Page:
I am not surprised to learn research shows obese teens suffer more diverse problems than folks that developed obesity as an adult. I found this from a MNT article summarizing findings from research originating at the Cincinnati Children’s Hospital Medical Center and the University of Pittsburgh, published in the journal Pediatrics. (see article summary)
Basically, teenagers suffering obesity develop more metabolic and physical complications than adults developing obesity later in life. From a physiologic standpoint this makes sense. High insulin levels for longer periods leads to greater metabolic, inflammatory and vascular complications–earlier.
This doesn’t bode well for American teens. It also foretells increased financial burdens and poor productivity as the latest, most obese generation on record ages.
The silver lining in this story stems from the blessings of youth. Change must start with individuals and their family. Teens who eliminate processed sugar intake, fruit juice, soda, and junk food can improve their health before diseases accumulate.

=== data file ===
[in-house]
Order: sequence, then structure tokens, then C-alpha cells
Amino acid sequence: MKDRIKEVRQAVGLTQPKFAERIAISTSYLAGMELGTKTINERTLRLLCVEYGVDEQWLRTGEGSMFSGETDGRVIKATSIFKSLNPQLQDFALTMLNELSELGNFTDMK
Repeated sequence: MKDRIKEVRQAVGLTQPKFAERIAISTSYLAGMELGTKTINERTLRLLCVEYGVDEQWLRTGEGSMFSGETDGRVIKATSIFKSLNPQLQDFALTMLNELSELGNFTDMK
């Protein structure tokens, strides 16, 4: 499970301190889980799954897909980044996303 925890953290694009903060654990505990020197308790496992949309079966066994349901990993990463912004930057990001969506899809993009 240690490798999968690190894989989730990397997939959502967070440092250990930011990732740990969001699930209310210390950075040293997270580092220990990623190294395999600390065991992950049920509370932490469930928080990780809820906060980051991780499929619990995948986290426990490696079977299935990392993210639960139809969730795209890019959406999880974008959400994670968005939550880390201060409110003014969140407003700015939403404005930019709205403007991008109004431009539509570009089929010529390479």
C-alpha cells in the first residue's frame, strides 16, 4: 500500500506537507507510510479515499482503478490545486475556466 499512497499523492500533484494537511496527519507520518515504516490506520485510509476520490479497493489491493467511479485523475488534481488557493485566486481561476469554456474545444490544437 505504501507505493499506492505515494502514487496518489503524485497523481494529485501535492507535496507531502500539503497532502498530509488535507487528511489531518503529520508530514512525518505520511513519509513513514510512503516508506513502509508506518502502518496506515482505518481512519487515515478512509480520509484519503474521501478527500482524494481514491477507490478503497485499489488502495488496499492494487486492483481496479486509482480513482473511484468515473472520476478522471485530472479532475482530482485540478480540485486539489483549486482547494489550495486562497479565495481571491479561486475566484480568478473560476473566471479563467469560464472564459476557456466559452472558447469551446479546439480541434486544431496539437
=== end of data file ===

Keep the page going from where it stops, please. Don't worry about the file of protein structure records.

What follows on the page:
Proper nutrition plays a huge role.
Societal norms and food industries push the idea of consuming large quantities of grain and sugar based foods. Wise parents and teens should recognize this issue and resist accordingly. Increasing physical activity and avoiding the trap of quick, easy, thoughtless consumption of processed food can pay huge dividends and avoid the pitfall of teen obesity.
Children are our future.
Food represents the raw materials through which they grow and repair. Poor fuel = poor development= disease.
“If you keep on eating unhealthy food than no matter how many weight loss tips you follow, you are likely to retain weight and become obese. If only you start eating healthy food, you will be pleasantly surprised how easy it is to lose weight.”
― Subodh Gupta